Brian Lewis visited North Delta on Tuesday and met with residents and UBC Archaeology Professor RG Matson.  His story was published today:


There’s a vacant piece of property on the Fraser River’s southern bank, slightly upstream from the Alex Fraser Bridge, that looks remarkably ordinary.

However, this changes abruptly once R.G. Matson, a professor emeritus in archeology from the University of B.C., explains what’s beneath your feet.

What you are actually standing on is abundant evidence of human history that stretches back before the days of Stonehenge in the U. K or the pyramids in Egypt.

This is the Glenrose Cannery archeological site in North Delta, where since 1969 scientists have dug deep into its earth and discovered artifacts and other remains that confirm that ancient First Nations peoples were using this location as a temporary summer food-gathering place as long as 9,000 years ago.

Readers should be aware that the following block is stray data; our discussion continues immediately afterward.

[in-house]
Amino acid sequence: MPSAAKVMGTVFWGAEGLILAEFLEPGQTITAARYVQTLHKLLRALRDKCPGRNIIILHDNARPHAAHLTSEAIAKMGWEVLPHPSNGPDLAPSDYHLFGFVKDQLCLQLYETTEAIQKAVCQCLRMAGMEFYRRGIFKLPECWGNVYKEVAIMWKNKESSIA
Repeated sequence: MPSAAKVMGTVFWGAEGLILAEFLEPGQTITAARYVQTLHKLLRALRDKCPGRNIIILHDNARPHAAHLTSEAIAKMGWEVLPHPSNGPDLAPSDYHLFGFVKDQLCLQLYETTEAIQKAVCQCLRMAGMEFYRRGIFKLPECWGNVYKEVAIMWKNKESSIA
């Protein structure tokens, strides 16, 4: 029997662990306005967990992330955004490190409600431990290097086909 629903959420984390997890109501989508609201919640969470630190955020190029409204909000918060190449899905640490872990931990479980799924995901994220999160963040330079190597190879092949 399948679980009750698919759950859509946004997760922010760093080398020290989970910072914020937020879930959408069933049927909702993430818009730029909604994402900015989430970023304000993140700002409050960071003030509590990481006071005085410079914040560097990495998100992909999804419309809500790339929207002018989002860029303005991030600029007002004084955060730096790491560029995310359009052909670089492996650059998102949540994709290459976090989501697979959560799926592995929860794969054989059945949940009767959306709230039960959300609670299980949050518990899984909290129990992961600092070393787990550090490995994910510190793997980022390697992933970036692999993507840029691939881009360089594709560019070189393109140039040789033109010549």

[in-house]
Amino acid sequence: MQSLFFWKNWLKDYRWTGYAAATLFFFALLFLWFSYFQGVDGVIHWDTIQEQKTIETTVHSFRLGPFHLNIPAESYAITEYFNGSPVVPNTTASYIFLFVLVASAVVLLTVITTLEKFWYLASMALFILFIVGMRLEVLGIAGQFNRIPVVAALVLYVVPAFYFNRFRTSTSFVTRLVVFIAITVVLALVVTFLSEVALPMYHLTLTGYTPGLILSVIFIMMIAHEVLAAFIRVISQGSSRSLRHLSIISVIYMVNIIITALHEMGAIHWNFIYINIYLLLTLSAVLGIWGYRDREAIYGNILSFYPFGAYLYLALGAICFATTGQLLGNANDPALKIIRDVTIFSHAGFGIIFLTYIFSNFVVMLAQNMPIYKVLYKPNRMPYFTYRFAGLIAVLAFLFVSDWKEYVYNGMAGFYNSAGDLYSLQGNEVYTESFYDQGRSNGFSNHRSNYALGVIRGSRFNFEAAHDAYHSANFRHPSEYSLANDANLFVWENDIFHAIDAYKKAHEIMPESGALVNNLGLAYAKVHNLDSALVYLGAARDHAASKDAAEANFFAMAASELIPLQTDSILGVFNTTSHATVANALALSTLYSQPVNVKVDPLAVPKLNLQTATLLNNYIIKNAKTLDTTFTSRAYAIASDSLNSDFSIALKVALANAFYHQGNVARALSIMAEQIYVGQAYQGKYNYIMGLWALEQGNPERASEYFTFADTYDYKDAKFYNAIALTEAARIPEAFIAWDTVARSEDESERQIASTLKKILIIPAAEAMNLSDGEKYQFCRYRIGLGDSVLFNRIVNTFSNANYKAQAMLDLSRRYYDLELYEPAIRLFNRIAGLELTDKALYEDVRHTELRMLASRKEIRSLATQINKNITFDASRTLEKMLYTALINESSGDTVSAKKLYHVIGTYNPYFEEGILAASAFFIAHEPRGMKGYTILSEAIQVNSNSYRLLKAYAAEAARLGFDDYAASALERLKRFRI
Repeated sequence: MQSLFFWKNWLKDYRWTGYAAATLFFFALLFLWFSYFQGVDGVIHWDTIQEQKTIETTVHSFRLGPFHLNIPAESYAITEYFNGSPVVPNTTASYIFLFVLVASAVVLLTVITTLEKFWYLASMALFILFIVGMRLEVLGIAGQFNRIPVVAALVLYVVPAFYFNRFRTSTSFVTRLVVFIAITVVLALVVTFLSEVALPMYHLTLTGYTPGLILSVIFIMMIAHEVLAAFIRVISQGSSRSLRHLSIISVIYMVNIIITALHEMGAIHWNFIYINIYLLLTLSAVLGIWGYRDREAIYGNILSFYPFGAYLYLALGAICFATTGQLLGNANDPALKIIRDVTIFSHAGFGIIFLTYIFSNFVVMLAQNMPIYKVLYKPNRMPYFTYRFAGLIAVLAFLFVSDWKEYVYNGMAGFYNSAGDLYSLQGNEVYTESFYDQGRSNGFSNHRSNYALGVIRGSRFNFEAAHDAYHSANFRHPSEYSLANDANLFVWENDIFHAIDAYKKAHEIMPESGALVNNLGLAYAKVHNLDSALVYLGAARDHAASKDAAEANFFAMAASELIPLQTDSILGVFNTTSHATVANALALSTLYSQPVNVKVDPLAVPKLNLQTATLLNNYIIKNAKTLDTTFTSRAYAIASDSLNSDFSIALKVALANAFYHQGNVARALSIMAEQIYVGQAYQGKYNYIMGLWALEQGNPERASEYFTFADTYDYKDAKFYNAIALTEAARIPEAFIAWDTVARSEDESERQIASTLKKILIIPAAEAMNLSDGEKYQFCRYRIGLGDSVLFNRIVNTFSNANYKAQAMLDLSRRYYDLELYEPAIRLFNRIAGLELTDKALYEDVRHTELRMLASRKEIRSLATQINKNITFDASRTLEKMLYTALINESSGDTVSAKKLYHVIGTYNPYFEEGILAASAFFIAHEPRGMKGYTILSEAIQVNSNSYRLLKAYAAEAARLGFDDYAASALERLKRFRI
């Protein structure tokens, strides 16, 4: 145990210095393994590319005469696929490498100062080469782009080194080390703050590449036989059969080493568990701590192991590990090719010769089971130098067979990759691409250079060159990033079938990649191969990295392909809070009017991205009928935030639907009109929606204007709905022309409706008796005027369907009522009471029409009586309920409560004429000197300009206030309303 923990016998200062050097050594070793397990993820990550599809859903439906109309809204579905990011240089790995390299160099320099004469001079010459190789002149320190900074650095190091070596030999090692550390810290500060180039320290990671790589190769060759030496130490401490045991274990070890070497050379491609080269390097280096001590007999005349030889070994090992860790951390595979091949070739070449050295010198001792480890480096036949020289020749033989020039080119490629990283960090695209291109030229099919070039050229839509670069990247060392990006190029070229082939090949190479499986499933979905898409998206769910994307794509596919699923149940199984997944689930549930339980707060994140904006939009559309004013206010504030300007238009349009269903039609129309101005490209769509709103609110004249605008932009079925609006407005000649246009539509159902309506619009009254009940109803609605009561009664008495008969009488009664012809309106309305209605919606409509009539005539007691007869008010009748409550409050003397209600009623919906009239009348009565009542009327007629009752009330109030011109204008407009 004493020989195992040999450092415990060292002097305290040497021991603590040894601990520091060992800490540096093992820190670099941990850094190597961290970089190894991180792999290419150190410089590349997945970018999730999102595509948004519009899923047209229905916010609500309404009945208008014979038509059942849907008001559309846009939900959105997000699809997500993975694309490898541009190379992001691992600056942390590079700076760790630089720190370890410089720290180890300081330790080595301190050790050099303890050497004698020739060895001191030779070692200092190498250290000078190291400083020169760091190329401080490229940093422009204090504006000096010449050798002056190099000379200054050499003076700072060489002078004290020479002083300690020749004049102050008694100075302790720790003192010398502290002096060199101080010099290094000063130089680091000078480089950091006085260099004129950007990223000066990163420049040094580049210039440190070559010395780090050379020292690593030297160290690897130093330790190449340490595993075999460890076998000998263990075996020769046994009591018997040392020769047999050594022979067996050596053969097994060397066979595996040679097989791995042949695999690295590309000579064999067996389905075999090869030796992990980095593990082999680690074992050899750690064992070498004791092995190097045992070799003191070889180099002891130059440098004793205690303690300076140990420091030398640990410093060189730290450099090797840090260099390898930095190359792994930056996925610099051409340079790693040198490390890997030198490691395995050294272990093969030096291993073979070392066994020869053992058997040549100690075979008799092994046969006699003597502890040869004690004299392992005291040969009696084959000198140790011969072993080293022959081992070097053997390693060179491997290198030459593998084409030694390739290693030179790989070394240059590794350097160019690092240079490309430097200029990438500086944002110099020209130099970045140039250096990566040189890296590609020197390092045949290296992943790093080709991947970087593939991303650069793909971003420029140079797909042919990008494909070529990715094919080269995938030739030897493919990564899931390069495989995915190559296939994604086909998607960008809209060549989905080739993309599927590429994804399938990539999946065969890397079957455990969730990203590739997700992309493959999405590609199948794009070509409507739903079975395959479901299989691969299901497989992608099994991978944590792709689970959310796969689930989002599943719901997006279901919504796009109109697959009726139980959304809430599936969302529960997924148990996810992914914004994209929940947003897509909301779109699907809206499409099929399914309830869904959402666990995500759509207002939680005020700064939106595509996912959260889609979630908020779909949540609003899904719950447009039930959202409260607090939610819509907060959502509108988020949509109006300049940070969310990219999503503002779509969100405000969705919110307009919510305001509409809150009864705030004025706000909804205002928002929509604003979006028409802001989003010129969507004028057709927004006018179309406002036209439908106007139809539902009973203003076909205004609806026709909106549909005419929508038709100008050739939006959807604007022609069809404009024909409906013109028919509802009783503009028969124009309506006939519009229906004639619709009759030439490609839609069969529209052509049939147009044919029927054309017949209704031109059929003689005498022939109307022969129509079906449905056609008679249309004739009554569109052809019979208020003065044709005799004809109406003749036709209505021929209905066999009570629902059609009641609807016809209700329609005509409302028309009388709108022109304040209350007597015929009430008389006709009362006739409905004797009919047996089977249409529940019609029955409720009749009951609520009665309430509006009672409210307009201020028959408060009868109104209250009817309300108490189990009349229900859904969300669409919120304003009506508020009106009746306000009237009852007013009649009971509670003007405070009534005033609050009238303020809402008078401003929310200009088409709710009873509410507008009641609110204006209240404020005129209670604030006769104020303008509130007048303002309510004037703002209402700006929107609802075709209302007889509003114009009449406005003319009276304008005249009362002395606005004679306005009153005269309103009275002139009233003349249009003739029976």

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Another 500 Acres of Farmland for Gateway Freeway Construction

500 acres of prime farmland in the Chilliwack River Valley was not included in the environmental assessment, or in the original Gateway projections of the amount of farmland it would destroy… because it isn’t being paved over. Not exactly.

This land, which we can see thanks to the photography of Susan Federspiel (of the Chilliwack River Valley Ratepayers Association)


The theory is that the soil will be removed, the gravel extracted, and the soil lovingly replaced, so that agriculture can flourish. The reality is that there is not one known example in BC history where gravel extraction on farmland has not been to the detriment of agriculture.

In 2009 the United Nations declared the world is in a food security crisis, and BC literally plows along destroying farmland as though it were in infinite supply.